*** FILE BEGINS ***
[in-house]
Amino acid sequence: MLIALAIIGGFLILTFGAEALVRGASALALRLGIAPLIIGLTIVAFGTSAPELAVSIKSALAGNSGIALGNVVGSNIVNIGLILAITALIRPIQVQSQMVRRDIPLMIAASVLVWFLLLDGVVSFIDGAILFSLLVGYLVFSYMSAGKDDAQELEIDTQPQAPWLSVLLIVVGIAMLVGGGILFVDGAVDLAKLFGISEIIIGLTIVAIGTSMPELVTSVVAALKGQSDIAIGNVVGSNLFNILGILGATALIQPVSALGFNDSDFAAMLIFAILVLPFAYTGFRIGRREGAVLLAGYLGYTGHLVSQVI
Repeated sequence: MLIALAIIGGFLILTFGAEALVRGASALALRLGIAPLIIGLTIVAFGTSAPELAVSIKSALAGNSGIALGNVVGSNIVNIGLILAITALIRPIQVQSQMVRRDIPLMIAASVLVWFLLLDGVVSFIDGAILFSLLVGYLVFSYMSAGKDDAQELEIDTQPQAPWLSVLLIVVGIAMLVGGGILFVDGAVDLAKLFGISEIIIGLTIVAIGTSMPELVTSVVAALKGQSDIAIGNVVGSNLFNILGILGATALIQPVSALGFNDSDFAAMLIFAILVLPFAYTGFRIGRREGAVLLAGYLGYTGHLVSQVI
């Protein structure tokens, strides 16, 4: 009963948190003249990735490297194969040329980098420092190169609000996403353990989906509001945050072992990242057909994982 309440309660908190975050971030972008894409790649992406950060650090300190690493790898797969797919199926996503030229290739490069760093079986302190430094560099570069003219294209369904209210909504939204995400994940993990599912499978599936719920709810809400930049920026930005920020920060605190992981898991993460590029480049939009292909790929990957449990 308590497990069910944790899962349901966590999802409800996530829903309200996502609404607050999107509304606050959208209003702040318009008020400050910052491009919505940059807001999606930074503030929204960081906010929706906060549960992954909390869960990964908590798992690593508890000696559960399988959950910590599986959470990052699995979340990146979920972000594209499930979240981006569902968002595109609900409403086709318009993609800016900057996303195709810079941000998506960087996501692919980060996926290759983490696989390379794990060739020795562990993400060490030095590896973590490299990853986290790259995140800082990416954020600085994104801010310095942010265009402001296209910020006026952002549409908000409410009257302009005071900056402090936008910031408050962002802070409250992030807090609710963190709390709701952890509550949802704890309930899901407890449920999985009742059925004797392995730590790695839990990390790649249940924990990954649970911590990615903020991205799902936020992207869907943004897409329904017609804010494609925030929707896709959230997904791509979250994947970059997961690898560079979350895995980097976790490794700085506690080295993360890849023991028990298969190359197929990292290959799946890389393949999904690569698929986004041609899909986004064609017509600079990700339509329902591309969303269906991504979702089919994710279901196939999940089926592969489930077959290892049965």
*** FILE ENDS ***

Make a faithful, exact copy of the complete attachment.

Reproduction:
[in-house]
Amino acid sequence: MLIALAIIGGFLILTFGAEALVRGASALALRLGIAPLIIGLTIVAFGTSAPELAVSIKSALAGNSGIALGNVVGSNIVNIGLILAITALIRPIQVQSQMVRRDIPLMIAASVLVWFLLLDGVVSFIDGAILFSLLVGYLVFSYMSAGKDDAQELEIDTQPQAPWLSVLLIVVGIAMLVGGGILFVDGAVDLAKLFGISEIIIGLTIVAIGTSMPELVTSVVAALKGQSDIAIGNVVGSNLFNILGILGATALIQPVSALGFNDSDFAAMLIFAILVLPFAYTGFRIGRREGAVLLAGYLGYTGHLVSQVI
Repeated sequence: MLIALAIIGGFLILTFGAEALVRGASALALRLGIAPLIIGLTIVAFGTSAPELAVSIKSALAGNSGIALGNVVGSNIVNIGLILAITALIRPIQVQSQMVRRDIPLMIAASVLVWFLLLDGVVSFIDGAILFSLLVGYLVFSYMSAGKDDAQELEIDTQPQAPWLSVLLIVVGIAMLVGGGILFVDGAVDLAKLFGISEIIIGLTIVAIGTSMPELVTSVVAALKGQSDIAIGNVVGSNLFNILGILGATALIQPVSALGFNDSDFAAMLIFAILVLPFAYTGFRIGRREGAVLLAGYLGYTGHLVSQVI
């Protein structure tokens, strides 16, 4: 009963948190003249990735490297194969040329980098420092190169609000996403353990989906509001945050072992990242057909994982 309440309660908190975050971030972008894409790649992406950060650090300190690493790898797969797919199926996503030229290739490069760093079986302190430094560099570069003219294209369904209210909504939204995400994940993990599912499978599936719920709810809400930049920026930005920020920060605190992981898991993460590029480049939009292909790929990957449990 308590497990069910944790899962349901966590999802409800996530829903309200996502609404607050999107509304606050959208209003702040318009008020400050910052491009919505940059807001999606930074503030929204960081906010929706906060549960992954909390869960990964908590798992690593508890000696559960399988959950910590599986959470990052699995979340990146979920972000594209499930979240981006569902968002595109609900409403086709318009993609800016900057996303195709810079941000998506960087996501692919980060996926290759983490696989390379794990060739020795562990993400060490030095590896973590490299990853986290790259995140800082990416954020600085994104801010310095942010265009402001296209910020006026952002549409908000409410009257302009005071900056402090936008910031408050962002802070409250992030807090609710963190709390709701952890509550949802704890309930899901407890449920999985009742059925004797392995730590790695839990990390790649249940924990990954649970911590990615903020991205799902936020992207869907943004897409329904017609804010494609925030929707896709959230997904791509979250994947970059997961690898560079979350895995980097976790490794700085506690080295993360890849023991028990298969190359197929990292290959799946890389393949999904690569698929986004041609899909986004064609017509600079990700339509329902591309969303269906991504979702089919994710279901196939999940089926592969489930077959290892049965």